I’ve been meaning to reread Blade of the Immortal for a while now. With knowledge of future developments, and of how the story is going to end, what will it be like to read the entire series from start to finish?
A few things first: This is not a recap, and I will drop heavy spoilers for future events, possibly including the very ending of Blade of the Immortal. So do not read this if you don’t want to be spoilt. I am using the official German release of the manga. Volume 1 covers the prologue and chapters 1-3.
Blade of the Immortal #1
It’s always interesting to go back to the very start of a long-running favourite series. It’s never entirely what you remember. I do recall that it took a while for the series to grow on me.
Blade of the Immortal is a manga that I find difficult to recommend for this reason. It takes a while for the series to develop the things I love about it. And the original premise makes it sound so simplistic: Oh, a guy is cursed with immortality and must pay for his sins before he can find peace in death. So to make up for the 100 men he killed, he needs to kill 1000 evil men. Well, even in the first volume, Manji talks about how “evil” is a subjective term, so you already have a hint that the series is going to become a lot more complicated than a clear good VS evil quest.
But it does start out relatively straight-forward and episodic. There is a new antagonist for each chapter, and it always culminates in a gritty fight, ending with the villain’s death (except Magatsu, who survives to become my favourite character).
Hiroaki Samura’s artwork is often praised and I adore it, but I need to say the following: I don’t really like those super-stylised “death murals” and am glad that they kind of disappear later in the manga. There are still going to be splashpages of important deaths, but in a more realistic style. I prefer this. I am not reading Blade of the Immortal for the over-the-top violence, but for the characters. :)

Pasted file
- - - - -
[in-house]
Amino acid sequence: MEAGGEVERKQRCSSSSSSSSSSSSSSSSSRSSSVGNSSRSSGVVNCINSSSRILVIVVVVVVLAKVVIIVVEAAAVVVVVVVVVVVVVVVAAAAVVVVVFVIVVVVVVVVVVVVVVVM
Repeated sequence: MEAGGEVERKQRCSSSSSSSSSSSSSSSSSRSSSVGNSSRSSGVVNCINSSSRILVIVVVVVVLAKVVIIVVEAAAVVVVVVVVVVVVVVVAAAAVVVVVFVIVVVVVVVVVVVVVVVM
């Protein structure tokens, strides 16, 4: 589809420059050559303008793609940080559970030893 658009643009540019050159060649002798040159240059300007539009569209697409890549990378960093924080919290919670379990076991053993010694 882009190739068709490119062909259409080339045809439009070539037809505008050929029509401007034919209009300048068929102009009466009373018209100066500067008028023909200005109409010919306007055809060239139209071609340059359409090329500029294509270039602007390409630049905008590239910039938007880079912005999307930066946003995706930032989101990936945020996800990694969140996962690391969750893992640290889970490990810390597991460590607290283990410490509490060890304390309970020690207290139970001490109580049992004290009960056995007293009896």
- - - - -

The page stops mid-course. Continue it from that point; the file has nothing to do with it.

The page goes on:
Also, early Samura has odd anatomy flaws! The characters’ shoulders are often much too narrow, which makes their heads appear comically large. A good example is Rin when she sees the sword in chapter 3. I think Samura also changed something about the way he draws faces … In the first volume, everybody looked … young. Although now I wonder if that’s also because of the oft-wrong head/shoulder proportions? Anyway, I am happy that Samura improved his artwork without radically changing his style.
- Funny that the first panel of this manga shows – a western church. Symbolic, I wonder? Thematically relevant?
- I like Sori. Every manga needs an eccentric artist.
- When Manji stabs Magatsu from behind, it begins a long and wonderful tradition of Magatsu getting injured. He’s rather sinister in this volume, and looks to be set up as a kind of arch enemy for Manji. Things will develop differently. I wonder how much of this was planned and how much just sort of happened …
- The German edition of Blade of the Immortal changed the symbol on Manji’s back to a simple X. Displaying swastikas (and other Nazi symbols) is not categorically banned in Germany (like some people claim), but it is restricted. However, they stopped changing the symbol in the last couple of manga volumes. I don’t know why, or whether anybody objected to this at the time. Maybe that’s something worth looking into.
- Kuroi Sabato is as bizarrely creepy as it’s gonna get. No. No, not really. But he’s definitely one of the most creatively monstrous designs. Glad he’s dead.
- With Sabato’s poetry, Sori’s pictures and the stylised death splashpages, Blade of the Immortal definitely has a
pretentiousedgy/artsy side. Come to think of it, there’ll be yet another evil artist later, Kawakami … (Note to self: The role of art in Blade of the Immortal might be an interesting topic to discuss. It’s probably going to be related to blood, death and violence. Just a hunch.)